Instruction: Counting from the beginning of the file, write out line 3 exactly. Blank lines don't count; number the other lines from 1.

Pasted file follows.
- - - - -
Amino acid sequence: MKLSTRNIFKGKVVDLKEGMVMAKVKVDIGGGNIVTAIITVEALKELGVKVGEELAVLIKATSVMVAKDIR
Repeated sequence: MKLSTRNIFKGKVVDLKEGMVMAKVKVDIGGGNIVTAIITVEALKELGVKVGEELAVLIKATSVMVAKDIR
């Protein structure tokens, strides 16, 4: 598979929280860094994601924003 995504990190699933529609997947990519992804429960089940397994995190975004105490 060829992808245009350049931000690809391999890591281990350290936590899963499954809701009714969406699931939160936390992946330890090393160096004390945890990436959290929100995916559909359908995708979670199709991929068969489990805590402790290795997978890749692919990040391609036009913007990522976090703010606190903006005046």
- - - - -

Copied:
């Protein structure tokens, strides 16, 4: 598979929280860094994601924003 995504990190699933529609997947990519992804429960089940397994995190975004105490 060829992808245009350049931000690809391999890591281990350290936590899963499954809701009714969406699931939160936390992946330890090393160096004390945890990436959290929100995916559909359908995708979670199709991929068969489990805590402790290795997978890749692919990040391609036009913007990522976090703010606190903006005046």